KANSAS CITY, Kans. – Prices in the Midwest Region, as measured by the Consumer Price Index for All Urban Consumers (CPI-U), advanced 0.5 percent in February, the U.S. Bureau of Labor Statistics reported today.
The all items less food and energy index increased 0.6 percent, led by an increase in the index for owners’ equivalent rent of residences. Food prices increased 0.3 percent over the month. A decline in the index for energy (-1.0 percent) was almost entirely driven by falling natural gas service prices. (Data in this report are not seasonally adjusted. Accordingly, month-to-month changes may reflect seasonal influences.)
Over the last 12 months, the CPI-U advanced 5.6 percent. (See chart 1.) The index for all items less food and energy increased 5.0 percent over the year, while food prices advanced 10.2 percent. Energy prices rose 2.8 percent over the same period.
Food prices increased 0.3 percent for the month of February. Prices for food at home (grocery store products) similarly rose 0.3 percent, while prices for food away from home (restaurant, cafeteria, and vending purchases) advanced 0.4 percent for the same period. Within the food at home category, prices paid for nonalcoholic beverages and beverage materials (+1.6 percent) and other food at home (+0.7 percent) contributed most to the over-the-month increase. Declining prices for fruits and vegetables (-0.7 percent) somewhat moderated these increases.
Over the year, food prices advanced 10.2 percent. Prices for food at home rose 10.8 percent since a year ago, with all six major grocery store food group indexes contributing to the rise. The other food at home index (which includes sugar, sweets, fats, and oils) contributed the most to the rise at 14.0 percent. Prices for food away from home rose 9.3 percent over the same period.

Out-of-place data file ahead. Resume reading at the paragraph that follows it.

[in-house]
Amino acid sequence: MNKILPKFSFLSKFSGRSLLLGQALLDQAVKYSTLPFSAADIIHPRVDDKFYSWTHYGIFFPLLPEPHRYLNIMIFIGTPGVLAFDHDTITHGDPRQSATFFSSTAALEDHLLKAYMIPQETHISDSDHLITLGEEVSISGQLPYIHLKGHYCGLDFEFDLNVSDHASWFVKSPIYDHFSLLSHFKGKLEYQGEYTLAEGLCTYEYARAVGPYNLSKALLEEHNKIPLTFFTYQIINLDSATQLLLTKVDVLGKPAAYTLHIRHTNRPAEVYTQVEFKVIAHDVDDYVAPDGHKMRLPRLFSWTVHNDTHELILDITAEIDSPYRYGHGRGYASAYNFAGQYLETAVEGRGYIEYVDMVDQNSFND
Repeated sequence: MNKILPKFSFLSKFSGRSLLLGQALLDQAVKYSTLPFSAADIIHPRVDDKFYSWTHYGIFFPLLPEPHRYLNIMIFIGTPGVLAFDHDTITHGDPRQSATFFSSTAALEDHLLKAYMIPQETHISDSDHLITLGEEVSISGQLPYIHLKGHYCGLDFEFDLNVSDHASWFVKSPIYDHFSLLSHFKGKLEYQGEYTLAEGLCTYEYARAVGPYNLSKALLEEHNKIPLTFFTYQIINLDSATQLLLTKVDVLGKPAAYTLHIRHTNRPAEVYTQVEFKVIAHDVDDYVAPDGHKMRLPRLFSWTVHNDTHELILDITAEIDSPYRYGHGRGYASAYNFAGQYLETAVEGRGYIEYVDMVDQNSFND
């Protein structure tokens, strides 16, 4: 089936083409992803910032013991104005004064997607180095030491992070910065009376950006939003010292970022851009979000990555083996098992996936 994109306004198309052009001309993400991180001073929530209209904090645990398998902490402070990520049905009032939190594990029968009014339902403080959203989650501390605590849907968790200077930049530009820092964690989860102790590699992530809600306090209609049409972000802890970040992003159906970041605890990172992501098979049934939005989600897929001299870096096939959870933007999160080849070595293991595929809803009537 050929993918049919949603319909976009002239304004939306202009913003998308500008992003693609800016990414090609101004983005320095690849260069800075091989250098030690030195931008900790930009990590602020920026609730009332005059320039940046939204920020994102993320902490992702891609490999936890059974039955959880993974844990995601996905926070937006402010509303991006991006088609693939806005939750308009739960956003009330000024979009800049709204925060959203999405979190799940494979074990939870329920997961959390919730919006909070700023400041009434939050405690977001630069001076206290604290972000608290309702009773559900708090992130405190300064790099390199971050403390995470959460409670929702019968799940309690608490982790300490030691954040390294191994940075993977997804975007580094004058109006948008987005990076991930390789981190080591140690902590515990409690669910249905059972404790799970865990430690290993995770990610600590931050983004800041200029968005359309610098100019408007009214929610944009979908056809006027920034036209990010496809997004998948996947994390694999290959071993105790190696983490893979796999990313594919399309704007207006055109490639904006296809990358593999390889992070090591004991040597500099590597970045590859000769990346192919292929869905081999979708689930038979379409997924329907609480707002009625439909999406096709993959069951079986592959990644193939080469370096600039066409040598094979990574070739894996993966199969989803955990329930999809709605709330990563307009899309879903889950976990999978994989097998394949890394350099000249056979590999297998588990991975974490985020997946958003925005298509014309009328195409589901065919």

The energy index fell 1.0 percent over the month. The decrease was almost entirely due to lower prices for natural gas service (-5.7 percent), but the index for electricity also declined (-0.1 percent). An increase in the index for gasoline (+0.2 percent) somewhat offset these decreases.
From February 2022 to February 2023, energy prices rose 2.8 percent, largely due to higher prices for electricity (+7.2 percent) and natural gas service (+6.6 percent). Partially offsetting the rise was a decrease in prices paid for gasoline (-1.2 percent) for the same period.
All items less food and energy
The index for all items less food and energy advanced 0.6 percent in February. The over-the-month increase was most driven by higher prices for owners’ equivalent rent of residences (+0.6 percent), household furnishings and operations (+1.8 percent), and apparel (+3.6 percent). Partially offsetting the rise were declining prices paid for used cars and trucks (-1.5 percent) and medical care services (-0.3 percent).
Over the year, the index for all items less food and energy increased 5.0 percent. The largest component contributing to the increase was owners’ equivalent rent of residences (+6.7 percent), establishing a new series high. Increases to rent of primary residence (+7.2 percent), and household furnishings and operations (+7.3 percent) also made notable contributions. Partly offsetting these increases was a decline in prices paid for used cars and trucks (-13.7 percent).